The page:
“Ethnology is in the sadly ludicrous, not to say tragic position, that at the very moment it begins to put its workshop in order, to forge its proper tools, to start ready for work on its appointed task, the material of its study melts away with hopeless rapidity.” –Bronislaw Malinowski
Malinowski, arguably the first down-and-dirty fieldwork anthropologist to get out of the armchair and step off the veranda into the mud and symbols of colonized cultures, was writing in the early nineteen hundreds. The project is different now, the sphere of self-reflexivity has expanded, and globalization has forced the field of study to politicize far beyond a simple transcription of observations. Too many have remarked that there is no unsullied tradition, too few islands are left unexplored for the possibility of a “lost tribe” that can’t chime a Coca –Cola ad.
What was this tradition that was lost? Anthropology metaphorically agrees with Heisenberg, saying that observation already alters the movements of culture, but (being of a more melancholic disposition than hard scientists) ethnographers sure do miss the way it was. So even the best of them get a little nostalgic for that first trip to New Guinea back in the sixties, when the little children still wore leafy thongs and scarified themselves rather than smoking cigarettes and hating on the Christian missionaries. And if those memories are the closest we can come to virgin symbolic growth, well what’s the harm in getting a little teary-eyed?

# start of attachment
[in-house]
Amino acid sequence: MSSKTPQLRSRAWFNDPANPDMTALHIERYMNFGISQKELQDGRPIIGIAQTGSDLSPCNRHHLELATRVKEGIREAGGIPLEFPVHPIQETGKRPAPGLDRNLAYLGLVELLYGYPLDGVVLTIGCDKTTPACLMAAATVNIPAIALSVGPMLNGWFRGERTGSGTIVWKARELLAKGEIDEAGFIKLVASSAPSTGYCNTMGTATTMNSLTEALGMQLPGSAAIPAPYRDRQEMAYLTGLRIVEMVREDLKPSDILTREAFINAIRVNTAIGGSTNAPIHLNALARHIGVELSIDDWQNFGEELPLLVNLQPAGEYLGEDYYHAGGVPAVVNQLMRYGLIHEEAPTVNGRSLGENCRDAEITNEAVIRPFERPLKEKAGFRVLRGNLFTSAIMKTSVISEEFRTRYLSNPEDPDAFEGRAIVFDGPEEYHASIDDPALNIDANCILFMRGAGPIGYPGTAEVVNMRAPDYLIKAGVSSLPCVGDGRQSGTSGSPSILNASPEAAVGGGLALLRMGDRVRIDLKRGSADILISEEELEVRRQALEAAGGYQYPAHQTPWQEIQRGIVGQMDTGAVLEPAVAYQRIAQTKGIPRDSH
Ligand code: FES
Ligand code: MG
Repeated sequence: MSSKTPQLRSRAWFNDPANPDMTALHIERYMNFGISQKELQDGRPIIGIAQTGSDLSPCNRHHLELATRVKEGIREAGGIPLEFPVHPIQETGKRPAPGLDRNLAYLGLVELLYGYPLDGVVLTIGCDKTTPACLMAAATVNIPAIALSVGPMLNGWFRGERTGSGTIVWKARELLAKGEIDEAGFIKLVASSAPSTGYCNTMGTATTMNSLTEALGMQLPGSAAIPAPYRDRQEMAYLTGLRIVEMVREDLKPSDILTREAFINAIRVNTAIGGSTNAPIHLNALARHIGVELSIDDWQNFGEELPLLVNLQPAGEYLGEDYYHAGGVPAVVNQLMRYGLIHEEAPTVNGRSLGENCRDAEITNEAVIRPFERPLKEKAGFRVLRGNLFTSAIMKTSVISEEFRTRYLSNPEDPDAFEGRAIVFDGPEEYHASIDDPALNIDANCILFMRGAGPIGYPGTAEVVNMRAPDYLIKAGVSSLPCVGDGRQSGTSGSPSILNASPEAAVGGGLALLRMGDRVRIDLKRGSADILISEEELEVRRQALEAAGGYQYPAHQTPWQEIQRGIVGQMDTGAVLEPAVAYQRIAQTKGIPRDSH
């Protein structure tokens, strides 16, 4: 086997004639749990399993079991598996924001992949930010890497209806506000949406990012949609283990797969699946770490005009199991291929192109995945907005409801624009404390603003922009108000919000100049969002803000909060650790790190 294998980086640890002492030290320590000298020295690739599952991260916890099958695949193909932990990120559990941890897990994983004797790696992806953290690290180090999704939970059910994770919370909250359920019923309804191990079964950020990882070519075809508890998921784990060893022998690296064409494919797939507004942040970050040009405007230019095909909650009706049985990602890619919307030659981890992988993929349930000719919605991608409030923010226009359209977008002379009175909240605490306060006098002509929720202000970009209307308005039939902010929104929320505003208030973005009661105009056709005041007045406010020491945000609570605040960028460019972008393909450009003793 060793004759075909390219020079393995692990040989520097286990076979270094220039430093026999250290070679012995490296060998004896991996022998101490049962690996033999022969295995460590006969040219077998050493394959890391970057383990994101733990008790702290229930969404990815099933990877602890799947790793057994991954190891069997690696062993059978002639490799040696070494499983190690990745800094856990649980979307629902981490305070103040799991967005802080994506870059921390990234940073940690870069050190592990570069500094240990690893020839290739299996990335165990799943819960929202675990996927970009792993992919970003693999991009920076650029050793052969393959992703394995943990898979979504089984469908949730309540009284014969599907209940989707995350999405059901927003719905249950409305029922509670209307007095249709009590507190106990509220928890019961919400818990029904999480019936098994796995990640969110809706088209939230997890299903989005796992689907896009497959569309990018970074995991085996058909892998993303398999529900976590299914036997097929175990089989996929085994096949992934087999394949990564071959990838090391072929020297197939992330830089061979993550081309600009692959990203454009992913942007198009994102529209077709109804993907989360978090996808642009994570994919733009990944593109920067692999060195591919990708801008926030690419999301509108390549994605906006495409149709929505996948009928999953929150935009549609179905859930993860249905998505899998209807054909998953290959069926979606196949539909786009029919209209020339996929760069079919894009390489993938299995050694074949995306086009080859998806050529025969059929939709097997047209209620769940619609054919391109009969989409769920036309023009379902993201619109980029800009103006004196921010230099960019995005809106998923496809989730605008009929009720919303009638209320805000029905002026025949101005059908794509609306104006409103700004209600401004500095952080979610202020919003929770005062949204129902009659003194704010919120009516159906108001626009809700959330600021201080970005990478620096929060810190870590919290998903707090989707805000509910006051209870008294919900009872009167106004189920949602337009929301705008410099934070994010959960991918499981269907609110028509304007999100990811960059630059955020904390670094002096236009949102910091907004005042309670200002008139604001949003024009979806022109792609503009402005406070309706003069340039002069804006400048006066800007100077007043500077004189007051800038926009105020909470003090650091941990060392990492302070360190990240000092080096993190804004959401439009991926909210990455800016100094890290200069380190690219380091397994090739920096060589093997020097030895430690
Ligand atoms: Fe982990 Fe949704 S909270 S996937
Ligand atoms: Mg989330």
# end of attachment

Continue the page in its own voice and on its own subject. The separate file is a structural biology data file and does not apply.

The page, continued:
Nostalgia is, in its connection with childhood, an emotion toward lost innocence. To feel nostalgia for past cultures is, arguably, to produce an innocence in them that most likely never existed and also to reproduce the relationship of colonial domination that would subordinate less “developed” peoples. This is how Renato Rosaldo’s argument runs and he would have us re-examine the term nostalgia, claiming it was first applied to Swiss mercenaries with acute homesickness. Admittedly I am not sure whether his point is that the term has origins in violence or that soldiers are mama’s boys way deep down, but the overall idea is that being nostalgic in this way makes racial domination more acceptable by converting it into an innocent mistake.
This is a subtle trap, and one much more likely to be tripped by anthropologists themselves. In fact Rosaldo suggests it may even be as unavoidable as history. The problem is implicit in the attempt to transcribe something that is in the past, and in the attempt to represent a culture that is, even as you speak or write or film, coming to terms with the outside influence you represent. The best one can hope for is to make the audience aware of your awareness, so that they don’t make the same mistake you did and mistakenly think that you thought you knew what you were talking about. I don't think that and I doubt you do either.
Now with these new anthro-goggles, see any of the following movies again:
Out of Africa, The Gods Must Be Crazy, Dances With Wolves, Tears Of The Sun
Renato Rosaldo, "Imperialist Nostalgia", in Culture and Truth, 1989.